The city of Waco announced Friday five finalists to replace Fire Chief Bobby Tatum Jr., who retired at the start of the year.
The city has received 46 applications from across the country since Tatum announced his retirement in October, according to a press release Friday. The five finalists will be in Waco on Monday for interviews and tours, city spokesman Larry Holze said.
“They are coming in Monday, and we knew we were going to have to release their names at some point and they all said it was no problem, so we went ahead and released their names,” Holze said. “I am giving them a 2-hour tour of Waco on Monday together.”
The finalists are:
- Juan Adame, who was Sugar Land fire chief from 2009 through his retirement in January 2019. He also served as Austin fire chief from 2006 to 2008 and Corpus Christi fire chief from 1988 to 2006. The city’s press release lists him as having 25 years of fire service experience, though other sources, including Sugar Land’s press release on his retirement, indicate he has 30 years of experience as a chief alone. City officials were unable to clarify the discrepancy Friday.
- Thomas Beasley, who has been Memphis, Tennessee’s, division chief of training since 2016. He has 27 years of fire service experience, according to the city press release.
- Jonathan McMahan, who was College Station fire chief from 2017 until his retirement in January “to pursue other opportunities,” according to The Eagle newspaper. He has 15 years of fire service experience, according to the city press release.
- Richard Potter, who is deputy fire chief in Pueblo, Colorado. The city’s press release states he served as acting chief in Pueblo from 2016 until last year, has been deputy chief since last year and has 29 years of fire service experience. Coverage by The Pueblo Chieftain, however, states he served as interim chief only from April to August of last year, stepping up temporarily from the deputy chief position.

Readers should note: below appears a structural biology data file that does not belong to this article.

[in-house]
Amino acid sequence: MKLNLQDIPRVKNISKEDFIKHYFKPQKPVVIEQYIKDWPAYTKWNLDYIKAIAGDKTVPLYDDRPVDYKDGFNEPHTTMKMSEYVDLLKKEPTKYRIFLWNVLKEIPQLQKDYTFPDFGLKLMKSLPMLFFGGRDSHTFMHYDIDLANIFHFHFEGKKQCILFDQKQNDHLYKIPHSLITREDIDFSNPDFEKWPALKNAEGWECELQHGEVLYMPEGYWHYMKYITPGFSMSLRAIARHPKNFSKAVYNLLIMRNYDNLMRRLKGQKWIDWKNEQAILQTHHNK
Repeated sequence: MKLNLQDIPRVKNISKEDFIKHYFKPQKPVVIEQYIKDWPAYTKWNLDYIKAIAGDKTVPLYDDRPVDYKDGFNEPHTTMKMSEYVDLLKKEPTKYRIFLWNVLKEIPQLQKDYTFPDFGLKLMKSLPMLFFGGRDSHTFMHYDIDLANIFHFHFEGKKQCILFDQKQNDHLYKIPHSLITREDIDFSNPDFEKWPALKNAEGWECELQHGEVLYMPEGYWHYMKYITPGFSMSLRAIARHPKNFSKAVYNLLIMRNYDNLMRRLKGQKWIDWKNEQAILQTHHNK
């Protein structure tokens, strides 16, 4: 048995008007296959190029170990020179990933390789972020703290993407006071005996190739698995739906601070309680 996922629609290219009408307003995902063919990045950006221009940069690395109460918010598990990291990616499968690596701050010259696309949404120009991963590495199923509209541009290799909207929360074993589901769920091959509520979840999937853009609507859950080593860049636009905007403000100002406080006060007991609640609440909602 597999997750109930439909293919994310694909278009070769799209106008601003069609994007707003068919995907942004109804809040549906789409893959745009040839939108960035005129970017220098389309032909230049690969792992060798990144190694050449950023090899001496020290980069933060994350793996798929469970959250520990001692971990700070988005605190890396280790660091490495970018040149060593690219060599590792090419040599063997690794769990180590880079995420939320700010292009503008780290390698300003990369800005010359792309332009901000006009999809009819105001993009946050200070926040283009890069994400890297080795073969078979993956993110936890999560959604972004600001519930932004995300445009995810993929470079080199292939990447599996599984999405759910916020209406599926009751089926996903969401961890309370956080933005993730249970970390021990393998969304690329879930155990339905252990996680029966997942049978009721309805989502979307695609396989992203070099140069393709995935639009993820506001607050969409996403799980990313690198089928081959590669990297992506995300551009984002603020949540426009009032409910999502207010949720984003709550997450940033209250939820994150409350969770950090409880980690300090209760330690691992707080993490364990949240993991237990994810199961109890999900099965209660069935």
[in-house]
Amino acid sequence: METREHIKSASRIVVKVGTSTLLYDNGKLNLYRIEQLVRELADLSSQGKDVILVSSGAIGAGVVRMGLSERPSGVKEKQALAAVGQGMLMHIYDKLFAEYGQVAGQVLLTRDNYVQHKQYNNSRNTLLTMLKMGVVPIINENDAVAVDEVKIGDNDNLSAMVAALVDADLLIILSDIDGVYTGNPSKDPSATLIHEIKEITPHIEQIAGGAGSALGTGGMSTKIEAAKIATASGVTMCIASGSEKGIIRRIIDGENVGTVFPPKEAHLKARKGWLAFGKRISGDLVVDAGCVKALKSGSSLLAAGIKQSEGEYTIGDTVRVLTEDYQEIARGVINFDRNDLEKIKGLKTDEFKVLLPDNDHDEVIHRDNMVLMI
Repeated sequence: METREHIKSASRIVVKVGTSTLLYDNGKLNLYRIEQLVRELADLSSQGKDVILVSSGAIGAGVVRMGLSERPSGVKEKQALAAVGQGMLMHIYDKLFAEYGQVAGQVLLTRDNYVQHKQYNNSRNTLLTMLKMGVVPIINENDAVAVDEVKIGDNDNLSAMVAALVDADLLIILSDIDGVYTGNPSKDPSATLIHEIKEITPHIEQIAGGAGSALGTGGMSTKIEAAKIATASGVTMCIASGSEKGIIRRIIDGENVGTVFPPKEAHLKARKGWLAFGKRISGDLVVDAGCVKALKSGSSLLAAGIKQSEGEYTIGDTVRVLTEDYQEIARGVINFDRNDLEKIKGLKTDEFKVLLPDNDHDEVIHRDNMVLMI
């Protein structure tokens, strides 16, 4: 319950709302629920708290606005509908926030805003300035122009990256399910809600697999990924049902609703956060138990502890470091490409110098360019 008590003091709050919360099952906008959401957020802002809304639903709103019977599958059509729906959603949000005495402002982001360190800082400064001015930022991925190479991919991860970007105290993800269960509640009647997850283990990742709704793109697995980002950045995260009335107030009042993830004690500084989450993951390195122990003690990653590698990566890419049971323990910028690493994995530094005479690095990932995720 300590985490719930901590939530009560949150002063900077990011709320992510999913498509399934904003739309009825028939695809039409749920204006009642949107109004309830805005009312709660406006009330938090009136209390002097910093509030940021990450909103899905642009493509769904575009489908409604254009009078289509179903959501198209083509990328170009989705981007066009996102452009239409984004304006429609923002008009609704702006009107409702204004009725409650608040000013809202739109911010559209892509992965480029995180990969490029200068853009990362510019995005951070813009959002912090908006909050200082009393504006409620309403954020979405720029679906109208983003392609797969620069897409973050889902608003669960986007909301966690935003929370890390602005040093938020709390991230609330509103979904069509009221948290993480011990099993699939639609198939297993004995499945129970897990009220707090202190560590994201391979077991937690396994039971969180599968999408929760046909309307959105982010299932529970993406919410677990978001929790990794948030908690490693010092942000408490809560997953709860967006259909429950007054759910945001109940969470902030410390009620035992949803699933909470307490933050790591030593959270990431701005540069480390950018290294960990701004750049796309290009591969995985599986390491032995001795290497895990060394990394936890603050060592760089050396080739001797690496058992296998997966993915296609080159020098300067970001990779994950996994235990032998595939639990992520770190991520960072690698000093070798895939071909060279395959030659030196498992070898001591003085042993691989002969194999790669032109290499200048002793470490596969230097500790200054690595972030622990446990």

- Gregory Summers, who was fire chief in Little Rock, Arkansas , from 2009 to 2018. He has 34 years of fire service experience, according to the city press release.
Waco fire Lt. Phillip Burnett, president of the Waco Professional Firefighters Association Local 478, said he is excited to have an excellent pool of candidates interested in the job. He said he looks forward to developing a good relationship with the next chief and the city.
“We hope to have an open door policy and continue to build a stronger department with the heads of both organizations working together with a common goal to benefit the citizens of Waco,” Burnett said. “We will work together to make it the greatest fire department in the state of Texas.”
The next fire chief will lead a department with 203 civil service positions and five civilian positions. The department was recently recognized for achieving a Class 1 rating under the Insurance Services Office Public Protection Classification. The city has had an ISO rating of Class 2 since 2009 and was previously a Class 4 on a scale of 1 to 10.
Holze initially declined to release names of the finalists for fire chief after the Tribune-Herald made a public information request for that information Monday.
Finalists for government positions are available for public review and release with few exceptions, according to the Texas Public Information Act.